The brain has a bajilion neurons constantly firing at and responding to each other. Network disorders could be overwhelming or de-synchs the pattern that your visual cortex runs at. The streaking might be a version of "buffer" and when the signals synch again the visual cortex fills in the gaps making it seem like zig zags. The brain can work "in reverse time," or rather you think that it was in the past like in chronostasis.
posted by porpoise at 8:09 PM on July 3, 2013


I'm not entirely convinced that it's in the eye (or even the retina).

When they move together with the movement of the eye and occur in only one eye at a time, then it certainly looks/feels as if it's glued to the retina. I expect that the retina has a lot of parallel processing feature detecting and isolating widgets built into it, as it would be more efficient to do some of that there and pass on the results. But as you say, porpoise, who knows where and how and even if any of this "really" happens.
posted by StickyCarpet at 8:35 PM on July 3, 2013


I think it's generally accepted that these zigzag patterns (most often called fortification illusions) are produced when the pattern of vasoconstriction in one area of the brain and vasodilation in another which is one of the essential characteristics of migraines causes swelling which makes the visual cortex (in the occipital region of the brain) impinge on the skull (not to mention the membranes and all that, of course) which in turn causes the neurons in the visual cortex to fire as if they'd received input from the retina, giving rise to a perception of light.

Then from that small area of impingement, the activation spreads out in a slowly moving wave. The best pictures and description of the evolution of that wave I was able to find bear quite a striking resemblance to StickyCarpet's observations, in my opinion:
Cortical spreading depression (SD) has been suggested to underlie migraine aura. Despite a precise match in speed, the spatio-temporal patterns of SD observed in animal cortex and aura symptoms mapped to the cortical surface ordinarily differ in aspects of size and shape. We show that this mismatch is reconciled by utilizing that both pattern types bifurcate from an instability point of generic reaction-diffusion models. To classify these spatio-temporal pattern we suggest a susceptibility scale having the value sigma = 1 at the instability point. We predict that human cortex is only weakly susceptible to SD, and support this prediction by directly matching visual aura symptoms with anatomical landmarks using fMRI retinotopic mapping. Moreover, we use retinal SD to give a proof of concept of the existence of this instability point and describe how cortical susceptibility to SD must be adjusted for migraine drug testing. Close to the instability point at sigma = 1 the dynamical repertoire of cortical tissue is increased. As a consequence, the picture of an engulfing SD that became paradigmatic for migraine with aura needs to be modified in most cases towards a more spatially confined pattern that remains within the originating major gyrus or sulcus.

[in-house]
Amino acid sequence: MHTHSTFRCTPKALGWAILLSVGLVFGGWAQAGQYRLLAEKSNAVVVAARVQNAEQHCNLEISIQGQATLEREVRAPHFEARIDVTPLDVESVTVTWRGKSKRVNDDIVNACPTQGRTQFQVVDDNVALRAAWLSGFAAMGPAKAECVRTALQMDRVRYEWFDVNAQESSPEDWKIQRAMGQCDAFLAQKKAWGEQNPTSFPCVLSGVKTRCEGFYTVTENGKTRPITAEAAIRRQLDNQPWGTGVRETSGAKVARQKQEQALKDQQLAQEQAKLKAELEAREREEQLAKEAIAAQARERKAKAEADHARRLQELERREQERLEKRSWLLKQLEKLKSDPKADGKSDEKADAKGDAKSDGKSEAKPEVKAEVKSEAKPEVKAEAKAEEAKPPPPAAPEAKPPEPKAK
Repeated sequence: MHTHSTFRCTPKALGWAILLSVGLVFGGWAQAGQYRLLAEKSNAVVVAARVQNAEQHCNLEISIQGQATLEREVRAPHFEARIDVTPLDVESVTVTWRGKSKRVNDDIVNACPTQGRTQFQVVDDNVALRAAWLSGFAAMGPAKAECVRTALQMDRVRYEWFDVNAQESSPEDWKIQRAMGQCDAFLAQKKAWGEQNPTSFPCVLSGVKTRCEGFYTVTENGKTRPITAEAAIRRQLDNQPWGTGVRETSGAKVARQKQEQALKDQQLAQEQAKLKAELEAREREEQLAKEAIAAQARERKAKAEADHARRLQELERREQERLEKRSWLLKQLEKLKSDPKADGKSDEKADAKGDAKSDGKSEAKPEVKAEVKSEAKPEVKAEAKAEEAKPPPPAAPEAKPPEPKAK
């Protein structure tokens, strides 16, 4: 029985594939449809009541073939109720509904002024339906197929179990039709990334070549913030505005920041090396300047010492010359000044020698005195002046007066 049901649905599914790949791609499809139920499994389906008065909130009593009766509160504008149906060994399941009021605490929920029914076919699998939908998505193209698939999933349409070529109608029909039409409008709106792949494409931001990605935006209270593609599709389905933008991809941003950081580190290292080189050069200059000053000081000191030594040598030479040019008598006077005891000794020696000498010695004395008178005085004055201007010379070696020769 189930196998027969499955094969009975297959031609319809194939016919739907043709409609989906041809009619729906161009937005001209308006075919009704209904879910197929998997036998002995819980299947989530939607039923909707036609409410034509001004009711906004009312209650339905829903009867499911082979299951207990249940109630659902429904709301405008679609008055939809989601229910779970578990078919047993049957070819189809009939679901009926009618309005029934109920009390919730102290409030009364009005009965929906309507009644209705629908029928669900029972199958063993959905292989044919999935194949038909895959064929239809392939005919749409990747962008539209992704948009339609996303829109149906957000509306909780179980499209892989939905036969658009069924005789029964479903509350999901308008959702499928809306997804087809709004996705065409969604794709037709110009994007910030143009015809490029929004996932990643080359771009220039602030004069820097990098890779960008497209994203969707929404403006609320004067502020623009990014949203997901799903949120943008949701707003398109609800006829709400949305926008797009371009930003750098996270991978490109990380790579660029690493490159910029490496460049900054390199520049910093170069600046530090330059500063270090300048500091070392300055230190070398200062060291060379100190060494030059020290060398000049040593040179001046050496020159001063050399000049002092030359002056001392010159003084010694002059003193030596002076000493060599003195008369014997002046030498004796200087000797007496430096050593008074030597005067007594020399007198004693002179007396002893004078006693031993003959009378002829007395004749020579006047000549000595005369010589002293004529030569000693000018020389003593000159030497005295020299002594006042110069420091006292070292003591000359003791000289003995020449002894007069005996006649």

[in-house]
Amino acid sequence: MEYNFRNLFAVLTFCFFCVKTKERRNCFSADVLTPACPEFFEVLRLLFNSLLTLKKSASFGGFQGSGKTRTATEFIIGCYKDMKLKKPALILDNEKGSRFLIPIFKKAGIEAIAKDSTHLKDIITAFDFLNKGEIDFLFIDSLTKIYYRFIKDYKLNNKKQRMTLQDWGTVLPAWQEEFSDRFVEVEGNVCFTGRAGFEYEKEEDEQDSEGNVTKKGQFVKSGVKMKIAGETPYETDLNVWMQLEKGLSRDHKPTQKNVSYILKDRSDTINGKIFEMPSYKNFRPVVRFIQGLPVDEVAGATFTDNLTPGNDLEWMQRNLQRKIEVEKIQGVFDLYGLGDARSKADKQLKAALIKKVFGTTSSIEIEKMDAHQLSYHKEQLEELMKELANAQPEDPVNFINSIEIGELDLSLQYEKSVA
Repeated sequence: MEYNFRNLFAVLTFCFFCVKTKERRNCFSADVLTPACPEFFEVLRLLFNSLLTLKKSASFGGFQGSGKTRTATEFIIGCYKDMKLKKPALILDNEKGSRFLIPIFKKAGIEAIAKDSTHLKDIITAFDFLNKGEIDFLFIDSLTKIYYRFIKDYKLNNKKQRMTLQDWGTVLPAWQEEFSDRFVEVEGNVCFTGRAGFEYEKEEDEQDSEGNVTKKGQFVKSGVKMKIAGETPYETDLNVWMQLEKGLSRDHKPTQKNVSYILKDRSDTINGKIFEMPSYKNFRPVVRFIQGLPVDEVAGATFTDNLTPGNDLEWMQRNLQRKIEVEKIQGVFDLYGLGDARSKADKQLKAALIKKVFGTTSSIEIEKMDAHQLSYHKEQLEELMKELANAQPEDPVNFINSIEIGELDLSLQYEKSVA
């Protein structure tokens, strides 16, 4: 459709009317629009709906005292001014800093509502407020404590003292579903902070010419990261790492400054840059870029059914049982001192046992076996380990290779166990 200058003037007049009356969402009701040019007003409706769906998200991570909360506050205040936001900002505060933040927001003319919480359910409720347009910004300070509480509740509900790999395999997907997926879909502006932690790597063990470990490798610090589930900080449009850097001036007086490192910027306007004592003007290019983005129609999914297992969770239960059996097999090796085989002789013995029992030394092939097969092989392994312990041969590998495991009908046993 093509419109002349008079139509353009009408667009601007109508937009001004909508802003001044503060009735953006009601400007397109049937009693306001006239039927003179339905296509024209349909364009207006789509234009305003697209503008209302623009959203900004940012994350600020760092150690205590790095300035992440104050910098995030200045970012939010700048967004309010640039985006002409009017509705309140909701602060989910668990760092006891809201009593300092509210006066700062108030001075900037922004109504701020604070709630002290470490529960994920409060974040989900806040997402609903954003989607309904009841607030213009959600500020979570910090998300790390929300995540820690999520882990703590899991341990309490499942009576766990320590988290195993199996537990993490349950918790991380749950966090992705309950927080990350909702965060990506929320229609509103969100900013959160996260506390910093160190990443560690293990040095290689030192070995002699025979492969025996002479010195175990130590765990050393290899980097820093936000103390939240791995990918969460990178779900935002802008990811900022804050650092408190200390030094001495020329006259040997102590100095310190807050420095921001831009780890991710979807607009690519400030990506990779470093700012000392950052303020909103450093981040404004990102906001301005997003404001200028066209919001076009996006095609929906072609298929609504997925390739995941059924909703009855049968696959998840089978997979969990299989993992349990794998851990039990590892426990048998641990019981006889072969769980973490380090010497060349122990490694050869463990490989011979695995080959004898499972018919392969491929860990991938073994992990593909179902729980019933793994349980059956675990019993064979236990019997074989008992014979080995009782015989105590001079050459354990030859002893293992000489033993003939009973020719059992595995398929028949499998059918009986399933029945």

posted by jamjam at 12:05 AM on July 4, 2013 [1 favorite]


Out visual system is retinotopically mapped, meaning that neurons in the V1 and other visual areas in the brain actually form a map of the retina; so two receptive fields close together in the V2 will correspond to areas that are close together in the visual field. This explains why something happening in the brain would still "track" with your eyes.

This article offers an excellent theory, with evidence, as to what is "causing" these hallucinations.
posted by ancient star at 12:08 AM on July 4, 2013 [3 favorites]


Andrhia: As weird as this may be for you to read, that sounds like a gorgeous aura.

Ancient Star: The section on comparing epileptic hallucinations to visual auras was super informative! Thanks for the article link!
posted by donut_princess at 5:39 AM on July 4, 2013


Oh yeah, it's definitely pretty, in a weird slightly-hallucinogenic kind of way. Wouldn't mind it at all, except for the part where my vision gets so smeary I can't drive or read. But there are definitely worse problems one can have.
posted by Andrhia at 10:17 AM on July 4, 2013